Small explosion destroys Arlington Little Free Library box – The Washington Post

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A series of small explosions startled Arlington residents overnight this week, destroying a Little Free Library box and prompting an investigation involving federal authorities, officials said Thursday.
Around 12:45 a.m. Wednesday, fire personnel responded to the 100 block of North Columbus Street, in the Arlington Forest neighborhood, for a report of a fire, Arlington County said in a statement. They found a small fire burning outside after a small explosion destroyed a Little Free Library, the statement said. ARLNow first reported the news of the explosion.
During a search of the scene, fire officials found another possible explosion site a couple of blocks north at the Lubber Run Park amphitheater, according to the statement. Authorities said they think the incidents are connected and are processing evidence with the assistance of the FBI and the Bureau of Alcohol, Tobacco, Firearms and Explosives.
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Sharon Beth Bronheim, who maintains the Little Free Library on her property, said she and her husband heard a “soft thud” followed by an explosion and flash of light around 12:30 a.m. When they looked out the window, they saw the library was gone amid two fires burning in fallen leaves.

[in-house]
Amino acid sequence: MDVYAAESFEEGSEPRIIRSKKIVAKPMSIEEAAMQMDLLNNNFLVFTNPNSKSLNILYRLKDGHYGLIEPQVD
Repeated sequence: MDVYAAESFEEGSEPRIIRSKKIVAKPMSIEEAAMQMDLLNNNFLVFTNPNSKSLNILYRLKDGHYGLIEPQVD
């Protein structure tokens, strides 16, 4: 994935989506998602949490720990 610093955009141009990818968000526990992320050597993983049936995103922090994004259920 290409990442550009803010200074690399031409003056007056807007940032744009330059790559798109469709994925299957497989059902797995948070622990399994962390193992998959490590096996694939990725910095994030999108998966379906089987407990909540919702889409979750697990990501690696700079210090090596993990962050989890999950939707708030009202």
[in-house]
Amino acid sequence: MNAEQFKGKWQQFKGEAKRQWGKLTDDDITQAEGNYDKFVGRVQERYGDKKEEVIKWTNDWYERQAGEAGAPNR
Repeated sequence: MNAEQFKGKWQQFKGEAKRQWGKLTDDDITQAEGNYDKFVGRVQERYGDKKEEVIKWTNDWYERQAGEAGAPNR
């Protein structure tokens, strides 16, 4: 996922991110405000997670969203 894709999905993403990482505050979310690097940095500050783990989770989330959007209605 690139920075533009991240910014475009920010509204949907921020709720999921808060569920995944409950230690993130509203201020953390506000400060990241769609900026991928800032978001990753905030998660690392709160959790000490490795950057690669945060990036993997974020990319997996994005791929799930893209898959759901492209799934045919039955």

After she and neighbors put the fires out with a fire extinguisher and a hose, Bronheim said, she quickly realized what had happened to her library box.
“Somebody blew it up,” she said.
Bronheim said her father built the library last year, during the pandemic, bringing the neighborhood into a nationwide network of book sharing.
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But Bronheim, who is Jewish, wasn’t just worried about a few dozen destroyed books. The explosions rocked the neighborhood not long after the FBI warned of credible threats to synagogues in New Jersey. In a way, she said, this sort of crime scene was a relief.
“The fact that it could have been antisemitism was there,” she said.
Michael Thomas, who lives in the neighborhood, said he slept through the explosion but documented its aftermath. His photographs of the Lubber Run Park amphitheater’s “wishing well” — a collection box for donations, he said — show charred wood strewn amid fallen leaves.
Neighbors have complained recently about explosions during the night in the neighborhood’s email discussion group, Thomas said. Some speculated that youths were setting off cherry bombs — but this was something more.
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“This was not just a cherry bomb,” Thomas said. “They never targeted property before. This was destruction both of private and public property.”
Authorities said those living near the explosions should check home surveillance equipment for footage and encouraged anyone with information about the incidents to contact police at 703-228-4180.

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